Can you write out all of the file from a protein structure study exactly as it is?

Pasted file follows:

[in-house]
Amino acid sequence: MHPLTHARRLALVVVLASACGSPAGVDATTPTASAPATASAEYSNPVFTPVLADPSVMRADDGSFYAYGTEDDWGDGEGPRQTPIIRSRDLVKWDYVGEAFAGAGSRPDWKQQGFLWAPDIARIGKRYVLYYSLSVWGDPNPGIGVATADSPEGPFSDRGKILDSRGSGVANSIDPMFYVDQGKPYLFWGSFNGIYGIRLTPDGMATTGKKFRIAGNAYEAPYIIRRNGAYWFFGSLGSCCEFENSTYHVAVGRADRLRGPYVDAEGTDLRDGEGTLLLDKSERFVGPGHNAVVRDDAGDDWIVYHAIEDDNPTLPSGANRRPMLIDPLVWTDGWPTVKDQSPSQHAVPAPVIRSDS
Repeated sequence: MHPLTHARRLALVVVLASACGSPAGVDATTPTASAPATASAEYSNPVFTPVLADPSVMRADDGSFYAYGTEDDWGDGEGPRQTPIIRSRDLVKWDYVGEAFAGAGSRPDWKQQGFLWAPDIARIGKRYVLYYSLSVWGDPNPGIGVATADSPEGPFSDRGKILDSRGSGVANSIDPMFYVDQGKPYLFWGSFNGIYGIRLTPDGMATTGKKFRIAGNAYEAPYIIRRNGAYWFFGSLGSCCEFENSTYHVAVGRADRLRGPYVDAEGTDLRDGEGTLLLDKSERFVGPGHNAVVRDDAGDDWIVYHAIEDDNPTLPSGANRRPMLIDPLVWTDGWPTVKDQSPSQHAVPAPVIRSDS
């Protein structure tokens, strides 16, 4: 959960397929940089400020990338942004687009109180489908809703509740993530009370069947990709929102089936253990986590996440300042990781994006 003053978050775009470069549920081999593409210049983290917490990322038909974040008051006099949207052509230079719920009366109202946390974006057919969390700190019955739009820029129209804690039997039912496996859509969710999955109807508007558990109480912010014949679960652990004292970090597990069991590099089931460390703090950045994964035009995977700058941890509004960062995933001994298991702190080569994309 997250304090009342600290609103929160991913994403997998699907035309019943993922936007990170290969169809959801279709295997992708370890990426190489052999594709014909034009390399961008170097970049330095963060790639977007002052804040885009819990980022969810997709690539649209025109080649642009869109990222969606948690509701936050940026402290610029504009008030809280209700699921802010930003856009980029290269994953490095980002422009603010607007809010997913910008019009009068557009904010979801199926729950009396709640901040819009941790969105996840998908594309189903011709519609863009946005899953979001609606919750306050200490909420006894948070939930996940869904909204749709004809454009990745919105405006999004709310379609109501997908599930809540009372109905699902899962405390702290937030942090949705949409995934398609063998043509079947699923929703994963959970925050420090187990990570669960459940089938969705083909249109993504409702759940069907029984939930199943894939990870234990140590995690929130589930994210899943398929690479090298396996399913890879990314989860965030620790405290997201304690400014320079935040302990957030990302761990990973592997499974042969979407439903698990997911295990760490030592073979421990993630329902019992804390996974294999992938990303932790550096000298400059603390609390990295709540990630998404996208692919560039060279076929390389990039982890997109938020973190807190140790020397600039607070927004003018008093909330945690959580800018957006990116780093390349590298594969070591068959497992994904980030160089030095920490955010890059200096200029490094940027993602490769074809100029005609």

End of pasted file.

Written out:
[in-house]
Amino acid sequence: MHPLTHARRLALVVVLASACGSPAGVDATTPTASAPATASAEYSNPVFTPVLADPSVMRADDGSFYAYGTEDDWGDGEGPRQTPIIRSRDLVKWDYVGEAFAGAGSRPDWKQQGFLWAPDIARIGKRYVLYYSLSVWGDPNPGIGVATADSPEGPFSDRGKILDSRGSGVANSIDPMFYVDQGKPYLFWGSFNGIYGIRLTPDGMATTGKKFRIAGNAYEAPYIIRRNGAYWFFGSLGSCCEFENSTYHVAVGRADRLRGPYVDAEGTDLRDGEGTLLLDKSERFVGPGHNAVVRDDAGDDWIVYHAIEDDNPTLPSGANRRPMLIDPLVWTDGWPTVKDQSPSQHAVPAPVIRSDS
Repeated sequence: MHPLTHARRLALVVVLASACGSPAGVDATTPTASAPATASAEYSNPVFTPVLADPSVMRADDGSFYAYGTEDDWGDGEGPRQTPIIRSRDLVKWDYVGEAFAGAGSRPDWKQQGFLWAPDIARIGKRYVLYYSLSVWGDPNPGIGVATADSPEGPFSDRGKILDSRGSGVANSIDPMFYVDQGKPYLFWGSFNGIYGIRLTPDGMATTGKKFRIAGNAYEAPYIIRRNGAYWFFGSLGSCCEFENSTYHVAVGRADRLRGPYVDAEGTDLRDGEGTLLLDKSERFVGPGHNAVVRDDAGDDWIVYHAIEDDNPTLPSGANRRPMLIDPLVWTDGWPTVKDQSPSQHAVPAPVIRSDS
């Protein structure tokens, strides 16, 4: 959960397929940089400020990338942004687009109180489908809703509740993530009370069947990709929102089936253990986590996440300042990781994006 003053978050775009470069549920081999593409210049983290917490990322038909974040008051006099949207052509230079719920009366109202946390974006057919969390700190019955739009820029129209804690039997039912496996859509969710999955109807508007558990109480912010014949679960652990004292970090597990069991590099089931460390703090950045994964035009995977700058941890509004960062995933001994298991702190080569994309 997250304090009342600290609103929160991913994403997998699907035309019943993922936007990170290969169809959801279709295997992708370890990426190489052999594709014909034009390399961008170097970049330095963060790639977007002052804040885009819990980022969810997709690539649209025109080649642009869109990222969606948690509701936050940026402290610029504009008030809280209700699921802010930003856009980029290269994953490095980002422009603010607007809010997913910008019009009068557009904010979801199926729950009396709640901040819009941790969105996840998908594309189903011709519609863009946005899953979001609606919750306050200490909420006894948070939930996940869904909204749709004809454009990745919105405006999004709310379609109501997908599930809540009372109905699902899962405390702290937030942090949705949409995934398609063998043509079947699923929703994963959970925050420090187990990570669960459940089938969705083909249109993504409702759940069907029984939930199943894939990870234990140590995690929130589930994210899943398929690479090298396996399913890879990314989860965030620790405290997201304690400014320079935040302990957030990302761990990973592997499974042969979407439903698990997911295990760490030592073979421990993630329902019992804390996974294999992938990303932790550096000298400059603390609390990295709540990630998404996208692919560039060279076929390389990039982890997109938020973190807190140790020397600039607070927004003018008093909330945690959580800018957006990116780093390349590298594969070591068959497992994904980030160089030095920490955010890059200096200029490094940027993602490769074809100029005609």